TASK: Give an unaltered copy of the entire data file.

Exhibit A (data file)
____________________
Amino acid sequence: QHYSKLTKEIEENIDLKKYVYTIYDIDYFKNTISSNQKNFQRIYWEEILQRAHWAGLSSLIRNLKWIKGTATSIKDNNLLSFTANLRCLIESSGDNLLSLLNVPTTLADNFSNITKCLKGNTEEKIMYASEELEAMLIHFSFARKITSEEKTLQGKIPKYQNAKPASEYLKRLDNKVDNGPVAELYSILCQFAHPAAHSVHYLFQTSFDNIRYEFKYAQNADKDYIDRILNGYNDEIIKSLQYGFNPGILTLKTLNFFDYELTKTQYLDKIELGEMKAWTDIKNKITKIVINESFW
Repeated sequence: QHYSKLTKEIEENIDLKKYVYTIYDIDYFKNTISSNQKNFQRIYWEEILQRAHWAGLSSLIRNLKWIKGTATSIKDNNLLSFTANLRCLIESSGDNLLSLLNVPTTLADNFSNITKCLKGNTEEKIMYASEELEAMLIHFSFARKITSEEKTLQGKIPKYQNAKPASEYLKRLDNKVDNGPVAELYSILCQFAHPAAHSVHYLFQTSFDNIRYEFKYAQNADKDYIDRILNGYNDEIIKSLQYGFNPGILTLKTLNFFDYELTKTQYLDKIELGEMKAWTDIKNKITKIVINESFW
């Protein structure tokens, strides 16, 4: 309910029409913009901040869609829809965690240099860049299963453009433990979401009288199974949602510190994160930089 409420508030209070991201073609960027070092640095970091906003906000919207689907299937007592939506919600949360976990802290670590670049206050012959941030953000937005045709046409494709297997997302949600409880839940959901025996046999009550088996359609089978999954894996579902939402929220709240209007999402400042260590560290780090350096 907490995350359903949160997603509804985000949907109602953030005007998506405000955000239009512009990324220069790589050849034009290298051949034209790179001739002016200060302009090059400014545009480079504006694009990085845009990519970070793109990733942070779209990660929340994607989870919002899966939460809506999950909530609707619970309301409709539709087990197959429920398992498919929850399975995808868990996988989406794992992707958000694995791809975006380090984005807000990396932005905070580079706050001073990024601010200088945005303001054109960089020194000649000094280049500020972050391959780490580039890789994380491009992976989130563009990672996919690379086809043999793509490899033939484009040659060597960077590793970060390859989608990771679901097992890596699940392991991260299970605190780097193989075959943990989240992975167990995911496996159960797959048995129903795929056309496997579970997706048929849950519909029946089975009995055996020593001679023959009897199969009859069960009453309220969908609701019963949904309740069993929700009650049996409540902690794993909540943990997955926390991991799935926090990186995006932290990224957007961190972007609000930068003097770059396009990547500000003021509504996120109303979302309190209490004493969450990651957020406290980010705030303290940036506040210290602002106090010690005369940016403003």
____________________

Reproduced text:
Amino acid sequence: QHYSKLTKEIEENIDLKKYVYTIYDIDYFKNTISSNQKNFQRIYWEEILQRAHWAGLSSLIRNLKWIKGTATSIKDNNLLSFTANLRCLIESSGDNLLSLLNVPTTLADNFSNITKCLKGNTEEKIMYASEELEAMLIHFSFARKITSEEKTLQGKIPKYQNAKPASEYLKRLDNKVDNGPVAELYSILCQFAHPAAHSVHYLFQTSFDNIRYEFKYAQNADKDYIDRILNGYNDEIIKSLQYGFNPGILTLKTLNFFDYELTKTQYLDKIELGEMKAWTDIKNKITKIVINESFW
Repeated sequence: QHYSKLTKEIEENIDLKKYVYTIYDIDYFKNTISSNQKNFQRIYWEEILQRAHWAGLSSLIRNLKWIKGTATSIKDNNLLSFTANLRCLIESSGDNLLSLLNVPTTLADNFSNITKCLKGNTEEKIMYASEELEAMLIHFSFARKITSEEKTLQGKIPKYQNAKPASEYLKRLDNKVDNGPVAELYSILCQFAHPAAHSVHYLFQTSFDNIRYEFKYAQNADKDYIDRILNGYNDEIIKSLQYGFNPGILTLKTLNFFDYELTKTQYLDKIELGEMKAWTDIKNKITKIVINESFW
């Protein structure tokens, strides 16, 4: 309910029409913009901040869609829809965690240099860049299963453009433990979401009288199974949602510190994160930089 409420508030209070991201073609960027070092640095970091906003906000919207689907299937007592939506919600949360976990802290670590670049206050012959941030953000937005045709046409494709297997997302949600409880839940959901025996046999009550088996359609089978999954894996579902939402929220709240209007999402400042260590560290780090350096 907490995350359903949160997603509804985000949907109602953030005007998506405000955000239009512009990324220069790589050849034009290298051949034209790179001739002016200060302009090059400014545009480079504006694009990085845009990519970070793109990733942070779209990660929340994607989870919002899966939460809506999950909530609707619970309301409709539709087990197959429920398992498919929850399975995808868990996988989406794992992707958000694995791809975006380090984005807000990396932005905070580079706050001073990024601010200088945005303001054109960089020194000649000094280049500020972050391959780490580039890789994380491009992976989130563009990672996919690379086809043999793509490899033939484009040659060597960077590793970060390859989608990771679901097992890596699940392991991260299970605190780097193989075959943990989240992975167990995911496996159960797959048995129903795929056309496997579970997706048929849950519909029946089975009995055996020593001679023959009897199969009859069960009453309220969908609701019963949904309740069993929700009650049996409540902690794993909540943990997955926390991991799935926090990186995006932290990224957007961190972007609000930068003097770059396009990547500000003021509504996120109303979302309190209490004493969450990651957020406290980010705030303290940036506040210290602002106090010690005369940016403003």